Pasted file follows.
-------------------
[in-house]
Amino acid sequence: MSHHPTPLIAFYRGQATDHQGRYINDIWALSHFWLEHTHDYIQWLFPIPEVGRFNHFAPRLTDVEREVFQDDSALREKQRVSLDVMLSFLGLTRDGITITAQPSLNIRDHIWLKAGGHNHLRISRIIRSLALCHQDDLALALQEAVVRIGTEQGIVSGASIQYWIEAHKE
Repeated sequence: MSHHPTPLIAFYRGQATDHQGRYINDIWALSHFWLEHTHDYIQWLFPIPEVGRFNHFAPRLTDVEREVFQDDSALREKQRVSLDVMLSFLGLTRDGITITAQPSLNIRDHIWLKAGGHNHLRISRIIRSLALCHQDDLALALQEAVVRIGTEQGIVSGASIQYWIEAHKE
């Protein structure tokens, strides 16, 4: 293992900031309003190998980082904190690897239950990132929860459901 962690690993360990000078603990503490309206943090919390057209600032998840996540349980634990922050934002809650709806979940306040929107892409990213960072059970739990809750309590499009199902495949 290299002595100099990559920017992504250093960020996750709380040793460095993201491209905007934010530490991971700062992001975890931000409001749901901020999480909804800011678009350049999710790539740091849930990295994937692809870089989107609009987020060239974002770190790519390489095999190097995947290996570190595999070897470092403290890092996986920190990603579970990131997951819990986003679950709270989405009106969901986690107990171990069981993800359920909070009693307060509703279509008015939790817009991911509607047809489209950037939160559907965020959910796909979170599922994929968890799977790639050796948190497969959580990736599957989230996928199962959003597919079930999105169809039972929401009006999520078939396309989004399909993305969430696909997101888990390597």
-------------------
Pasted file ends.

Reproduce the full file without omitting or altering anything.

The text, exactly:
[in-house]
Amino acid sequence: MSHHPTPLIAFYRGQATDHQGRYINDIWALSHFWLEHTHDYIQWLFPIPEVGRFNHFAPRLTDVEREVFQDDSALREKQRVSLDVMLSFLGLTRDGITITAQPSLNIRDHIWLKAGGHNHLRISRIIRSLALCHQDDLALALQEAVVRIGTEQGIVSGASIQYWIEAHKE
Repeated sequence: MSHHPTPLIAFYRGQATDHQGRYINDIWALSHFWLEHTHDYIQWLFPIPEVGRFNHFAPRLTDVEREVFQDDSALREKQRVSLDVMLSFLGLTRDGITITAQPSLNIRDHIWLKAGGHNHLRISRIIRSLALCHQDDLALALQEAVVRIGTEQGIVSGASIQYWIEAHKE
């Protein structure tokens, strides 16, 4: 293992900031309003190998980082904190690897239950990132929860459901 962690690993360990000078603990503490309206943090919390057209600032998840996540349980634990922050934002809650709806979940306040929107892409990213960072059970739990809750309590499009199902495949 290299002595100099990559920017992504250093960020996750709380040793460095993201491209905007934010530490991971700062992001975890931000409001749901901020999480909804800011678009350049999710790539740091849930990295994937692809870089989107609009987020060239974002770190790519390489095999190097995947290996570190595999070897470092403290890092996986920190990603579970990131997951819990986003679950709270989405009106969901986690107990171990069981993800359920909070009693307060509703279509008015939790817009991911509607047809489209950037939160559907965020959910796909979170599922994929968890799977790639050796948190497969959580990736599957989230996928199962959003597919079930999105169809039972929401009006999520078939396309989004399909993305969430696909997101888990390597």